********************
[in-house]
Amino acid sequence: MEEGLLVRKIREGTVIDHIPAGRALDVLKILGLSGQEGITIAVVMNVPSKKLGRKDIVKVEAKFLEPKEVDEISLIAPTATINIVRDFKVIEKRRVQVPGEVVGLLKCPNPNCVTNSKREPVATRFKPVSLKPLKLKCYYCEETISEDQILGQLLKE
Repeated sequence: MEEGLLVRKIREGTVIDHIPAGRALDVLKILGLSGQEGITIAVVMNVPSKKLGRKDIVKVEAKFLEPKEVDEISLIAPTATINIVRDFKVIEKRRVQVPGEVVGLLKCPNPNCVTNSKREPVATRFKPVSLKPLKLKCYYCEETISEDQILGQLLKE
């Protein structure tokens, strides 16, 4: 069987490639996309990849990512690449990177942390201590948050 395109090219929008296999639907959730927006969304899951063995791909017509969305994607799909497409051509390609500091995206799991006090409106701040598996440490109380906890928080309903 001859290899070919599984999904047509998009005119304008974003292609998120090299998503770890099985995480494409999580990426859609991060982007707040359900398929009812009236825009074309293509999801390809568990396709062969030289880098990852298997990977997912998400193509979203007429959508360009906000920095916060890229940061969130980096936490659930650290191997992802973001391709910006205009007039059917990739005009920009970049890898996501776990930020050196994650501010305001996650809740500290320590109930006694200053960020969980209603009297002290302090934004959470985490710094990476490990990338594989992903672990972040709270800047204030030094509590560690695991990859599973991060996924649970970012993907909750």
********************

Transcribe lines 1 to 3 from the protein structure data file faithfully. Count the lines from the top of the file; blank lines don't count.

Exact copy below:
[in-house]
Amino acid sequence: MEEGLLVRKIREGTVIDHIPAGRALDVLKILGLSGQEGITIAVVMNVPSKKLGRKDIVKVEAKFLEPKEVDEISLIAPTATINIVRDFKVIEKRRVQVPGEVVGLLKCPNPNCVTNSKREPVATRFKPVSLKPLKLKCYYCEETISEDQILGQLLKE
Repeated sequence: MEEGLLVRKIREGTVIDHIPAGRALDVLKILGLSGQEGITIAVVMNVPSKKLGRKDIVKVEAKFLEPKEVDEISLIAPTATINIVRDFKVIEKRRVQVPGEVVGLLKCPNPNCVTNSKREPVATRFKPVSLKPLKLKCYYCEETISEDQILGQLLKE